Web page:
I don't disagree that the majority opinion in the 2016 referendum introduced a moral quandary, doubling as a political quandary, for MPs. But never a legal quandary, nor a moral duty to enact. It is only if you misunderstand how British democracy works (and has worked for hundreds of years indeed), that you would hold MPs to be obligated to implement the Leave result. The earlier Miller judgement, and today's, simply reaffirm how British democracy works.

 

I would argue (again, but it's a long time since the last time), that the referendum result was as much of a call to thoroughly, objectively and carefully consider, and then rectify through relevant policies, the severe socio-economic problems across the length and breadth of the UK (what pushed a non-trivial portion -if not a majority- of the 17m, to favour Leaving as a protest vote), as a call for the UK to actually rescind its EU membership.

 

Acknowledging these problems and enacting those mitigating policies is as valid an approach to the referendum result, as Brexiting (any version of which will only exacerbate the problems further) and, I would also argue, a far more responsible and beneficial one.

The moral quandary you refer to is presumably whether to honour the following statement:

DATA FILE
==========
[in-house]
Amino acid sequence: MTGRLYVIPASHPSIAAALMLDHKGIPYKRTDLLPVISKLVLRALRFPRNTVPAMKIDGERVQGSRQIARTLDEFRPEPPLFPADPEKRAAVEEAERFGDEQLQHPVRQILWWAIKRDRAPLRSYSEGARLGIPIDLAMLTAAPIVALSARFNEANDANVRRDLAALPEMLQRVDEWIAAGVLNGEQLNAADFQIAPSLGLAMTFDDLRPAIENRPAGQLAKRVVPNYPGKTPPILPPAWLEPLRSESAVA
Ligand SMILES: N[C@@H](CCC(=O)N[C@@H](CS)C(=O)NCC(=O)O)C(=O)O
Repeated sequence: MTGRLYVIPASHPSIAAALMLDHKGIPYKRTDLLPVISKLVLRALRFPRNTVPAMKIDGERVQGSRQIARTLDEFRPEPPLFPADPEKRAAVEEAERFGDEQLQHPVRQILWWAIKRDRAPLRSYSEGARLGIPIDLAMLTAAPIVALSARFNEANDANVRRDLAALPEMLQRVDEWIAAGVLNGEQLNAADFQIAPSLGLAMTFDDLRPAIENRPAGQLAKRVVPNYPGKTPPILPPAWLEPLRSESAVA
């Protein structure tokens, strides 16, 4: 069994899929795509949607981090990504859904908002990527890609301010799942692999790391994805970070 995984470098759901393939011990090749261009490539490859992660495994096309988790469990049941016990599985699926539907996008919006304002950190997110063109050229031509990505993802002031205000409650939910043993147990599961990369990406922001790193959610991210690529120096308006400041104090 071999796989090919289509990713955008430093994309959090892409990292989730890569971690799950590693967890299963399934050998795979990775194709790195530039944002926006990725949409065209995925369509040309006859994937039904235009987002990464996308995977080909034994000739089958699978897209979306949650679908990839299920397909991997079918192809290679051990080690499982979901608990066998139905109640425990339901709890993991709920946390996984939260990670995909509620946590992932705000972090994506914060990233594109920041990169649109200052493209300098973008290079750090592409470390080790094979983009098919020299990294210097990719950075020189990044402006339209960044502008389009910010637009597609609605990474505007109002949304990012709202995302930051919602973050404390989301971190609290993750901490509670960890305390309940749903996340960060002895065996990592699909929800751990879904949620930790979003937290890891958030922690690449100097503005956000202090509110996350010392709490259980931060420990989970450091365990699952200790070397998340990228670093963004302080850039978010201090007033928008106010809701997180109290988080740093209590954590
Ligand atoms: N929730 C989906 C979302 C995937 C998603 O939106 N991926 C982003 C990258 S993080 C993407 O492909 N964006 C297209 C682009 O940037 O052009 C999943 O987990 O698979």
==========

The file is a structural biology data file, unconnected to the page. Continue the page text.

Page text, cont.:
"“Your decision. Nobody else’s. Not politicians. Not Parliament’s. Not lobby groups. Not mine. Just you. You, the British people, will decide..."

 

I can understand why the political class and those with a vested interest in the status quo, would lightly cast this aside...but I voted having read that statement and I am expecting my vote to be respected and to be honoured.

When I promise someone I will do something...I do it...and I expect the same in return.

 

You can twist it all you want, but that is what myself and I reckon most people in the street understood by that statement.

That is what British Democracy is commonly understood to mean.

When the election finally comes, there will be one hell of a backlash against those whose commitment to British Democracy  appears tenuous or even hostile.

Boris will win and British Democracy will be protected a little while longer.

 

As for "objectively considering the reasons for why I voted the way I did"...I find that totally patronising.

But keep using it if you think it will work.

I would forget Plato's  "Philosopher Kings" approach...where wise, benevolent "advisors" sit on the hill and tell the people how to live their lives properly.

I would trust in your fellow citizens, to have weighed up the issues based on their lived experience and to have made a wise choice.

You may believe they are all stupid or racist...but I have met enough of them to know they are not (with the odd exception).